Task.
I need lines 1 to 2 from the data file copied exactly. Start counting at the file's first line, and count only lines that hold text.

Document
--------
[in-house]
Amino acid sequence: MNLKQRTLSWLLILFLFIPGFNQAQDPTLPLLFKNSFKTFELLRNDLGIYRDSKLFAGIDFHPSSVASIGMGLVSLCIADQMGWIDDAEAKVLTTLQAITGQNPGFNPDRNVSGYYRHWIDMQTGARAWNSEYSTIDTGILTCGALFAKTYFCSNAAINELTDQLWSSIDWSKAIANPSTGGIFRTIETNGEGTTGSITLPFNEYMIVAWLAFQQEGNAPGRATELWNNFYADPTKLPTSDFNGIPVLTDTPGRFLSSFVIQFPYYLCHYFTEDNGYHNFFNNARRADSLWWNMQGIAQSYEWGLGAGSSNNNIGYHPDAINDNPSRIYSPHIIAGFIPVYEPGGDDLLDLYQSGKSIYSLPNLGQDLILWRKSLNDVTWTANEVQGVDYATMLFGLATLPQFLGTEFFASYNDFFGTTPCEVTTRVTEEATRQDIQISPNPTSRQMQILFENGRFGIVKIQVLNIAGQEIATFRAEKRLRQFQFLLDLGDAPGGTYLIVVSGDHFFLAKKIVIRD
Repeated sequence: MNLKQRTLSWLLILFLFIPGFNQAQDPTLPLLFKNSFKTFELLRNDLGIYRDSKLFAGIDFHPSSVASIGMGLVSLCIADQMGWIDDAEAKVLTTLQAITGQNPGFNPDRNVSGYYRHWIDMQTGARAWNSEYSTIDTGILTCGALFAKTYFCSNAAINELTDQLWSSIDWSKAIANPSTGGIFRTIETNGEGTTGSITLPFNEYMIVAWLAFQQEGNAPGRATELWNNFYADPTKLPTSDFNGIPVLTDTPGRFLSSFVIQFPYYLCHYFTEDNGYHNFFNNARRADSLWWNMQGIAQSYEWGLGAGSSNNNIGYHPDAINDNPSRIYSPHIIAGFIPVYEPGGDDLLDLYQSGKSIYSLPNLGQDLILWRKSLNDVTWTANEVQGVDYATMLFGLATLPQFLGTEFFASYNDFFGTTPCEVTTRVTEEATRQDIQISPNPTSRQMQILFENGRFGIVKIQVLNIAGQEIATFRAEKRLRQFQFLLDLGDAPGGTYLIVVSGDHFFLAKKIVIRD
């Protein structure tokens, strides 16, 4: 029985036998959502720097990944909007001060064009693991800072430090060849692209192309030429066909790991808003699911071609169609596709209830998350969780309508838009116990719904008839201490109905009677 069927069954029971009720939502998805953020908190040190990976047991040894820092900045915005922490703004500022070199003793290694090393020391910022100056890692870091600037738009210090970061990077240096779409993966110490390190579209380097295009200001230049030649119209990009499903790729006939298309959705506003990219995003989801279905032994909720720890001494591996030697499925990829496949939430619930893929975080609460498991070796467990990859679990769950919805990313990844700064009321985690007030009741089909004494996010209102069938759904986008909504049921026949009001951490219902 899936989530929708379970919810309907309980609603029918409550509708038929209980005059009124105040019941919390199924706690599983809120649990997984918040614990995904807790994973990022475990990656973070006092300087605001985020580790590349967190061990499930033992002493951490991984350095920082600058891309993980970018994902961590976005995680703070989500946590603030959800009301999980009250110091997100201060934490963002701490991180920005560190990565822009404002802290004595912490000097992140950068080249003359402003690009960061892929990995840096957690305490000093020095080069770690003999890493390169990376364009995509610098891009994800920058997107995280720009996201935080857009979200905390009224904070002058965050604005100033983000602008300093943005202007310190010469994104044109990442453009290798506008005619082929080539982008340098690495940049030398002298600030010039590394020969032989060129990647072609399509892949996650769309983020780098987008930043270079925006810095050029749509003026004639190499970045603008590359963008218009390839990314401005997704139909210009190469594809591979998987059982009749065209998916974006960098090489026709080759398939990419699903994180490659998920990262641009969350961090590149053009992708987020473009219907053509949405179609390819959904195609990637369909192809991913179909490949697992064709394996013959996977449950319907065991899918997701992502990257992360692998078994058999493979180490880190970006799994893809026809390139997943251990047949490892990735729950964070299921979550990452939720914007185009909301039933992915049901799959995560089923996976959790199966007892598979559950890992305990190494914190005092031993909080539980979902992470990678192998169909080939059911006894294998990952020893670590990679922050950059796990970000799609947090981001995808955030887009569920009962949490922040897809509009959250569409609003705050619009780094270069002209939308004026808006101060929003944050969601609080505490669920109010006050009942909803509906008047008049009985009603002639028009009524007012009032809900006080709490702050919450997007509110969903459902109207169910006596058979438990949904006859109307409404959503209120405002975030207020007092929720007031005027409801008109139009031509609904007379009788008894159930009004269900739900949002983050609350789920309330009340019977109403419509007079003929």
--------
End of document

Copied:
[in-house]
Amino acid sequence: MNLKQRTLSWLLILFLFIPGFNQAQDPTLPLLFKNSFKTFELLRNDLGIYRDSKLFAGIDFHPSSVASIGMGLVSLCIADQMGWIDDAEAKVLTTLQAITGQNPGFNPDRNVSGYYRHWIDMQTGARAWNSEYSTIDTGILTCGALFAKTYFCSNAAINELTDQLWSSIDWSKAIANPSTGGIFRTIETNGEGTTGSITLPFNEYMIVAWLAFQQEGNAPGRATELWNNFYADPTKLPTSDFNGIPVLTDTPGRFLSSFVIQFPYYLCHYFTEDNGYHNFFNNARRADSLWWNMQGIAQSYEWGLGAGSSNNNIGYHPDAINDNPSRIYSPHIIAGFIPVYEPGGDDLLDLYQSGKSIYSLPNLGQDLILWRKSLNDVTWTANEVQGVDYATMLFGLATLPQFLGTEFFASYNDFFGTTPCEVTTRVTEEATRQDIQISPNPTSRQMQILFENGRFGIVKIQVLNIAGQEIATFRAEKRLRQFQFLLDLGDAPGGTYLIVVSGDHFFLAKKIVIRD